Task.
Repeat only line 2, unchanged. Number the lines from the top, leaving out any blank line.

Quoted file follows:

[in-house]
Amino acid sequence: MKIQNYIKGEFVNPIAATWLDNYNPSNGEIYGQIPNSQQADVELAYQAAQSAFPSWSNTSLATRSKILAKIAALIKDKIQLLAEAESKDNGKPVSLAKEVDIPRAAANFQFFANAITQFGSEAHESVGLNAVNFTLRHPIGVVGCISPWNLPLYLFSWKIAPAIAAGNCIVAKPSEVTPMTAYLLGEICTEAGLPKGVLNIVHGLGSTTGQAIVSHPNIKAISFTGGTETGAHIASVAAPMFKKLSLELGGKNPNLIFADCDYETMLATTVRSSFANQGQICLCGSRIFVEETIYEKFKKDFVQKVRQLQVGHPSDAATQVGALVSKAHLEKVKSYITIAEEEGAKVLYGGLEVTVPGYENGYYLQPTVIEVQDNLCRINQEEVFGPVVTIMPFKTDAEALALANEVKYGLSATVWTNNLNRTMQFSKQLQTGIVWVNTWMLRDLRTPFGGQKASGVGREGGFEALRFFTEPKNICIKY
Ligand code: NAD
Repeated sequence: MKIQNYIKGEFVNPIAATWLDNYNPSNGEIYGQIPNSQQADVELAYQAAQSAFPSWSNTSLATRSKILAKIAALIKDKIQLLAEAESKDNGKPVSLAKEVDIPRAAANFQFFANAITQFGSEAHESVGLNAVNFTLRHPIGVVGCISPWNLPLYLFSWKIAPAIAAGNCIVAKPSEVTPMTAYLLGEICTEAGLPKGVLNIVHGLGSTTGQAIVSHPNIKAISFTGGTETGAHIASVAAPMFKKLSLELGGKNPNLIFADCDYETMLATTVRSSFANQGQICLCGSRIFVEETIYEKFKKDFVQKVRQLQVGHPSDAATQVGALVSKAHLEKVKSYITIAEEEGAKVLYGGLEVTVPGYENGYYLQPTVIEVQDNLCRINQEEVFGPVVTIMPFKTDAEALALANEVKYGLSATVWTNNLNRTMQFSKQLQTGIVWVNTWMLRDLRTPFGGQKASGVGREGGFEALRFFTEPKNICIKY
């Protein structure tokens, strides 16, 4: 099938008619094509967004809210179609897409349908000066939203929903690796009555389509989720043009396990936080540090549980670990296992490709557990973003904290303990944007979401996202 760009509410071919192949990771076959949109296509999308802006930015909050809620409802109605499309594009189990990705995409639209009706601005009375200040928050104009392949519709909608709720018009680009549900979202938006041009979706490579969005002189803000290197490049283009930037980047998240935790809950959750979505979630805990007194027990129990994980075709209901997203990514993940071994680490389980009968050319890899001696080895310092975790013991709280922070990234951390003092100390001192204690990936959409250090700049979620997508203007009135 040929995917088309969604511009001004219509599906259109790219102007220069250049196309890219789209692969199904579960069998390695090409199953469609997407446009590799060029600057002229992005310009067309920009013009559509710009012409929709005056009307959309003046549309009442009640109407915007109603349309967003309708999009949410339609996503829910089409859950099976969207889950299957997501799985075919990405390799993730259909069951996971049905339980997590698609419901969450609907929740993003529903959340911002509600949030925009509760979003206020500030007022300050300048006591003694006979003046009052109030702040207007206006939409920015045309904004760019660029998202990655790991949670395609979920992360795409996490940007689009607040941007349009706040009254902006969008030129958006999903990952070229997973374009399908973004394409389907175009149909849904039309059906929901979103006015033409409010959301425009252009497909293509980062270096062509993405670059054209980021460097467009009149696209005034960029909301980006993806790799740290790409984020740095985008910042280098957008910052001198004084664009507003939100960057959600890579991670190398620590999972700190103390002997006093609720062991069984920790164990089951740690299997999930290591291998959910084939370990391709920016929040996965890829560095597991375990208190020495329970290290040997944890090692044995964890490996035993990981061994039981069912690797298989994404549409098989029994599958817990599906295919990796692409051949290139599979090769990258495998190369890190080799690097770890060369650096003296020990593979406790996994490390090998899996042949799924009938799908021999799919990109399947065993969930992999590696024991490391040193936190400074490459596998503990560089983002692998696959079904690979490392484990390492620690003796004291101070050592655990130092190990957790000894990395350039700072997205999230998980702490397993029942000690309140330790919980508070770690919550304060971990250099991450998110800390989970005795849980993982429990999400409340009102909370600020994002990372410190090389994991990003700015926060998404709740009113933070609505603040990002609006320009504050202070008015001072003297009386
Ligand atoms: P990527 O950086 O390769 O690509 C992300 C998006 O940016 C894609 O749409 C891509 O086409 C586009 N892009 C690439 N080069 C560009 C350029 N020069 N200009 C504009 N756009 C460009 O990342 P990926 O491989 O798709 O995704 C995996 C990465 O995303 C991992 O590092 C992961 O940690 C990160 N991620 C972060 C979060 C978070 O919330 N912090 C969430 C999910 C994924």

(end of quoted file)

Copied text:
Amino acid sequence: MKIQNYIKGEFVNPIAATWLDNYNPSNGEIYGQIPNSQQADVELAYQAAQSAFPSWSNTSLATRSKILAKIAALIKDKIQLLAEAESKDNGKPVSLAKEVDIPRAAANFQFFANAITQFGSEAHESVGLNAVNFTLRHPIGVVGCISPWNLPLYLFSWKIAPAIAAGNCIVAKPSEVTPMTAYLLGEICTEAGLPKGVLNIVHGLGSTTGQAIVSHPNIKAISFTGGTETGAHIASVAAPMFKKLSLELGGKNPNLIFADCDYETMLATTVRSSFANQGQICLCGSRIFVEETIYEKFKKDFVQKVRQLQVGHPSDAATQVGALVSKAHLEKVKSYITIAEEEGAKVLYGGLEVTVPGYENGYYLQPTVIEVQDNLCRINQEEVFGPVVTIMPFKTDAEALALANEVKYGLSATVWTNNLNRTMQFSKQLQTGIVWVNTWMLRDLRTPFGGQKASGVGREGGFEALRFFTEPKNICIKY